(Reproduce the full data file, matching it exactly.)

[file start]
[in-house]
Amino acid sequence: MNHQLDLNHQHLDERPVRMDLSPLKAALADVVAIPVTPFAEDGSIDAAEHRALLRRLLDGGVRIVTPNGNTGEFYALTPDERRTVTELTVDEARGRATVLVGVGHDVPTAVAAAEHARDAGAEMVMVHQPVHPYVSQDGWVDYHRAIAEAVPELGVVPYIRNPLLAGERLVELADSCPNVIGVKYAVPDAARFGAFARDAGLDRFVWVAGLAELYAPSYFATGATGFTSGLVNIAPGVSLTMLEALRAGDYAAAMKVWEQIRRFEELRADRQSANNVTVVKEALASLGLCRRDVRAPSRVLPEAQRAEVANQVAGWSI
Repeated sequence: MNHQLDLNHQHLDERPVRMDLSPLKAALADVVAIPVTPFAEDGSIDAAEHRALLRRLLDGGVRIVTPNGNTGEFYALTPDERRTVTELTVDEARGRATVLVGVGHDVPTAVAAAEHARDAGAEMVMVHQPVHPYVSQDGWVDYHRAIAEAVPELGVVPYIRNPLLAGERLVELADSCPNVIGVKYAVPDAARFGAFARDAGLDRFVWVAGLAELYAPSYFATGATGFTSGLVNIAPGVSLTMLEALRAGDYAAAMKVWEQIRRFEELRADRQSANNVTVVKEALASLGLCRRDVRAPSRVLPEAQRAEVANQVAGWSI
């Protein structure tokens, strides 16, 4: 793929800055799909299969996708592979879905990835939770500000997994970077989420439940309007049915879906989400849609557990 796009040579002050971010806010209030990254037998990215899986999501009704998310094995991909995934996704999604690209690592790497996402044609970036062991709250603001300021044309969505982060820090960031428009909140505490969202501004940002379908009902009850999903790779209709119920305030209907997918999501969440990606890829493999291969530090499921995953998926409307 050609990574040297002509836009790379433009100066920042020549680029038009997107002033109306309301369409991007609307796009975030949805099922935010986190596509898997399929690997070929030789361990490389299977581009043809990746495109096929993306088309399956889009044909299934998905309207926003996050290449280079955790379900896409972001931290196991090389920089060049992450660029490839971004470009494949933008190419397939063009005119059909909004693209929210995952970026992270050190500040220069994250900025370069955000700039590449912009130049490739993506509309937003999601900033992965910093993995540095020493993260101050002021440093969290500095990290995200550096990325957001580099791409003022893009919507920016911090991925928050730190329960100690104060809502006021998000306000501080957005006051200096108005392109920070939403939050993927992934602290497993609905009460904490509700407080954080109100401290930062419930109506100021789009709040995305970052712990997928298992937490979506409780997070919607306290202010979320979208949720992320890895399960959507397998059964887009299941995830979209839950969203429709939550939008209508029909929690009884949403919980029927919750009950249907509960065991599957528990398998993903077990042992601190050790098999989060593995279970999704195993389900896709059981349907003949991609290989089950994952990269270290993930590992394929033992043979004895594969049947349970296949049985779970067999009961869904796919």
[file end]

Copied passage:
[in-house]
Amino acid sequence: MNHQLDLNHQHLDERPVRMDLSPLKAALADVVAIPVTPFAEDGSIDAAEHRALLRRLLDGGVRIVTPNGNTGEFYALTPDERRTVTELTVDEARGRATVLVGVGHDVPTAVAAAEHARDAGAEMVMVHQPVHPYVSQDGWVDYHRAIAEAVPELGVVPYIRNPLLAGERLVELADSCPNVIGVKYAVPDAARFGAFARDAGLDRFVWVAGLAELYAPSYFATGATGFTSGLVNIAPGVSLTMLEALRAGDYAAAMKVWEQIRRFEELRADRQSANNVTVVKEALASLGLCRRDVRAPSRVLPEAQRAEVANQVAGWSI
Repeated sequence: MNHQLDLNHQHLDERPVRMDLSPLKAALADVVAIPVTPFAEDGSIDAAEHRALLRRLLDGGVRIVTPNGNTGEFYALTPDERRTVTELTVDEARGRATVLVGVGHDVPTAVAAAEHARDAGAEMVMVHQPVHPYVSQDGWVDYHRAIAEAVPELGVVPYIRNPLLAGERLVELADSCPNVIGVKYAVPDAARFGAFARDAGLDRFVWVAGLAELYAPSYFATGATGFTSGLVNIAPGVSLTMLEALRAGDYAAAMKVWEQIRRFEELRADRQSANNVTVVKEALASLGLCRRDVRAPSRVLPEAQRAEVANQVAGWSI
């Protein structure tokens, strides 16, 4: 793929800055799909299969996708592979879905990835939770500000997994970077989420439940309007049915879906989400849609557990 796009040579002050971010806010209030990254037998990215899986999501009704998310094995991909995934996704999604690209690592790497996402044609970036062991709250603001300021044309969505982060820090960031428009909140505490969202501004940002379908009902009850999903790779209709119920305030209907997918999501969440990606890829493999291969530090499921995953998926409307 050609990574040297002509836009790379433009100066920042020549680029038009997107002033109306309301369409991007609307796009975030949805099922935010986190596509898997399929690997070929030789361990490389299977581009043809990746495109096929993306088309399956889009044909299934998905309207926003996050290449280079955790379900896409972001931290196991090389920089060049992450660029490839971004470009494949933008190419397939063009005119059909909004693209929210995952970026992270050190500040220069994250900025370069955000700039590449912009130049490739993506509309937003999601900033992965910093993995540095020493993260101050002021440093969290500095990290995200550096990325957001580099791409003022893009919507920016911090991925928050730190329960100690104060809502006021998000306000501080957005006051200096108005392109920070939403939050993927992934602290497993609905009460904490509700407080954080109100401290930062419930109506100021789009709040995305970052712990997928298992937490979506409780997070919607306290202010979320979208949720992320890895399960959507397998059964887009299941995830979209839950969203429709939550939008209508029909929690009884949403919980029927919750009950249907509960065991599957528990398998993903077990042992601190050790098999989060593995279970999704195993389900896709059981349907003949991609290989089950994952990269270290993930590992394929033992043979004895594969049947349970296949049985779970067999009961869904796919």